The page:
Kansas State University was established in 1863 as the nation’s first operational land-grant university. We’ve held firmly to the landgrant philosophy of serving our world through discovery and innovation. Today, the university is on its way to becoming a Top 50 public research university by 2025 through supporting, encouraging, and growing our research efforts.
Office of the Vice President for Research
Manage Honey Locust
Honey locust (Gleditisia triacanthos L.) is a deciduous tree that produces large brown seed pods and thorny appendages, and is present throughout most of the US. The pods are highly nutritious for livestock and wildlife, and are easily spread by animals in dung pats. Honey locust is typically found in greatest concentrations in the central US in the same general range as historical tallgrass prairie. Fire suppression and introduction of honey locust into shelter belts has allowed honey locust to increase into more arid regions associated with mixed grass prairie. The increase in population has especially occurred along drainages and low lying areas in pasture, but has also spread into upland areas. Dense stands of honey locust limit grass production, and if damaged or cut, honey locust is capable of producing large quantities of new sprouts from buds around the base of the trunk and along the lengths of the root system. Because of the propensity to produce sprouts, mechanical control measures also require herbicides to effectively result in tree death. Several herbicides have been labeled for honey locust control through various application techniques, including basal bark, thin line basal bark, cut stump, frill or girdle, and foliar applications.
We recently performed a test of different techniques and herbicides to control honey locust on grazed pasture. We targeted trees 3-8” in diameter, and each year for two years we treated trees with one of five combinations of herbicides and application methods. Treatment combinations included 1) triclopyr 25% + diesel 75% and 2) aminopyralid 5% + bark oil 95%, both applied to the lower 15” of basal bark including the root collar area before reaching the point of runoff, as well as 3) triclopyr 25% + diesel 75%, 4) aminopyralid 10% + water 90%, and 5) dicamba 33% + 2,4-D 2% + water 65%, all applied to wet the outer cambium layer of cut stump surfaces before reaching the point of runoff. Additionally, the triclopyr + diesel cut stump treatment wetted the entire remaining trunk and root collar area before reaching the point of runoff, as per label instructions. Basal bark treatments were applied to standing live trees, while cut stump treatments were applied immediately to the surfaces of freshly cut stumps. Trees treated with basal bark application were evaluated for signs of green leaves the following year, and trees treated with basal bark application and trees treated with cut stump application were evaluated the following year for the presence of new sprouts within 6 feet of the tree.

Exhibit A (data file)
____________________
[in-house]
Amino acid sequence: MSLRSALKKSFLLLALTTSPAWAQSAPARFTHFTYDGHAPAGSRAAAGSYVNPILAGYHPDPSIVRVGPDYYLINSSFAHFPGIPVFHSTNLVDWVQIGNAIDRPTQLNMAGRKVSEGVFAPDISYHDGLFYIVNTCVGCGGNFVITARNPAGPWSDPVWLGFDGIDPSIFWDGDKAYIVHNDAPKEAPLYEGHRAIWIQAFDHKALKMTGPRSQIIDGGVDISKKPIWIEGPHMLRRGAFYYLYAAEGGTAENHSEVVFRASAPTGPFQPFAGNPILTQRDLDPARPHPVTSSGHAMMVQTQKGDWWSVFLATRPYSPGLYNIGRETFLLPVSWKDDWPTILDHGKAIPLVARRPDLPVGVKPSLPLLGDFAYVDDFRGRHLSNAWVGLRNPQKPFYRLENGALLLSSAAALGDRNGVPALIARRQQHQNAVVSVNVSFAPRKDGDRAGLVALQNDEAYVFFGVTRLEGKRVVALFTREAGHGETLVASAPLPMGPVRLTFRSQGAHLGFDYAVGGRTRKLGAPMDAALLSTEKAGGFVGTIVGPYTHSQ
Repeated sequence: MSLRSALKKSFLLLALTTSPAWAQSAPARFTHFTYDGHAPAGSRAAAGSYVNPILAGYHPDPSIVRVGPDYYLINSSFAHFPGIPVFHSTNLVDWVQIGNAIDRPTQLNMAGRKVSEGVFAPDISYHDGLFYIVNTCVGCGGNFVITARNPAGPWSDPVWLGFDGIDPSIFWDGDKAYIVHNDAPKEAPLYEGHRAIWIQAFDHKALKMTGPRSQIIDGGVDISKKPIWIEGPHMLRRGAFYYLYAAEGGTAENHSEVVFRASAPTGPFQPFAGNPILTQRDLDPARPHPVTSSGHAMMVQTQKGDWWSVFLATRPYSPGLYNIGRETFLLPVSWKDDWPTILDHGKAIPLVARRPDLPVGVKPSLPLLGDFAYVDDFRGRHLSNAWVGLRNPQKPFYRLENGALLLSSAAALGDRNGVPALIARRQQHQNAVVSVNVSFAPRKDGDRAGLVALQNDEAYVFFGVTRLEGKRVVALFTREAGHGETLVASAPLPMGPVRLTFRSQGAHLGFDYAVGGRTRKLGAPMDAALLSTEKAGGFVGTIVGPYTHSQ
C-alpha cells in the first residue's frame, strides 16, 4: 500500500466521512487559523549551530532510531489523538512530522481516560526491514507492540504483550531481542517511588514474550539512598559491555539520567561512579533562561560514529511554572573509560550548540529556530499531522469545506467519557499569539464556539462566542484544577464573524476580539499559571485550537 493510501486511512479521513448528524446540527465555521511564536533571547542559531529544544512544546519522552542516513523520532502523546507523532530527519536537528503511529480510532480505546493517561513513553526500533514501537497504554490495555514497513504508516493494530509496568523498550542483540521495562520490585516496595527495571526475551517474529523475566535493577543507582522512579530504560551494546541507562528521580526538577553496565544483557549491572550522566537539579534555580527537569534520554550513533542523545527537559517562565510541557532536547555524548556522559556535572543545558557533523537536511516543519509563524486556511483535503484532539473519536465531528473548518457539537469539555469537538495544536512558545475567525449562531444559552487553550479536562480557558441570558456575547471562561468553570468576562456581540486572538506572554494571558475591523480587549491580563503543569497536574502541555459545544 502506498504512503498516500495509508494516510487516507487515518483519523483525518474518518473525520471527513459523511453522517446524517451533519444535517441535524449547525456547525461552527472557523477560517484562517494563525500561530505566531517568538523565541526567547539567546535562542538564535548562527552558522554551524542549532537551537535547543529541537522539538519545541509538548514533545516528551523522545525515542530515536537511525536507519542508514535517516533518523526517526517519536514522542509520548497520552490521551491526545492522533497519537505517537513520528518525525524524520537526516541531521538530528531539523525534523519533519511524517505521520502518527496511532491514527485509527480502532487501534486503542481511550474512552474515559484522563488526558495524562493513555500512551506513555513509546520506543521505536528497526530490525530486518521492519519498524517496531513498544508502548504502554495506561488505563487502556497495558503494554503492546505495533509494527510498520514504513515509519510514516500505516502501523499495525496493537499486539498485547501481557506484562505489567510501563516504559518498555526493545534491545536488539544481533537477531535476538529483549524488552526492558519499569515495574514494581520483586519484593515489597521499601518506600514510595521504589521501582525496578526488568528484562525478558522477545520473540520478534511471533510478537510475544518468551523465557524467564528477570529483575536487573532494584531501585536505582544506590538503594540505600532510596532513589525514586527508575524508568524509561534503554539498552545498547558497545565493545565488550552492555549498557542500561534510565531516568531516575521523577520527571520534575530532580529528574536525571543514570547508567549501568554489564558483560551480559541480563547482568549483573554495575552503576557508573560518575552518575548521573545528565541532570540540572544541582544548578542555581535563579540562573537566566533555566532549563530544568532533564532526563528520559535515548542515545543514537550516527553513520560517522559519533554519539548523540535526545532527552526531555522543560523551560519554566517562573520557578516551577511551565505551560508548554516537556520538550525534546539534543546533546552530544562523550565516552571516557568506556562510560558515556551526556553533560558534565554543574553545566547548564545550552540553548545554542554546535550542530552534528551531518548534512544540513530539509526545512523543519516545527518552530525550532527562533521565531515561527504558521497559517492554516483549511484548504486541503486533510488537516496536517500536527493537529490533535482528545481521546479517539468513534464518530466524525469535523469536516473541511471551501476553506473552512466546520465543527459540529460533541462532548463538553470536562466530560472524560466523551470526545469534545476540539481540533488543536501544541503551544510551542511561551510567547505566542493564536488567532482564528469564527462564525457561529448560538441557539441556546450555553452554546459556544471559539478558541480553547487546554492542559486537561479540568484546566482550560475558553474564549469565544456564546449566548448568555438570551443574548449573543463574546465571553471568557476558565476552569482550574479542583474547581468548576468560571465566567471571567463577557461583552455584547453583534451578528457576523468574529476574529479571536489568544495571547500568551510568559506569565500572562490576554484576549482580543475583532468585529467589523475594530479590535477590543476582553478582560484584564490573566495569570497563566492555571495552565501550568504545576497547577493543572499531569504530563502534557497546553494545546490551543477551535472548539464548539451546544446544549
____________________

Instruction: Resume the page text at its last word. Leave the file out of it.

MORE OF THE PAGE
One year after treatment, aminopyralid applied as a basal bark or as a cut stump treatment had the best control and averaged over 97% dead trees with no green leaves or new sprouts. The dicamba + 2,4-D cut stump treatment also had near 85% control. The triclopyr + diesel applied on the basal bark controlled nearly 80% of the trees. The triclopyr + diesel cut stump treatment had fewer dead trees (just over 50%) than any other treatment and produced the most new sprouts. If cutting down honey locust trees on grazed pasture, treating cut tree surfaces with aminopyralid mixed with water is an excellent option, while treating live standing trees with a basal bark application of aminopyralid and oil is another excellent option. If using triclopyr and diesel, it is best to use that mixture on live standing trees with a basal bark treatment. Aminopyralid is a water based herbicide, so oil carriers should have emulsifiers to keep the herbicide in solution for basal bark application, and both should be mixed and tested for compatibility before use.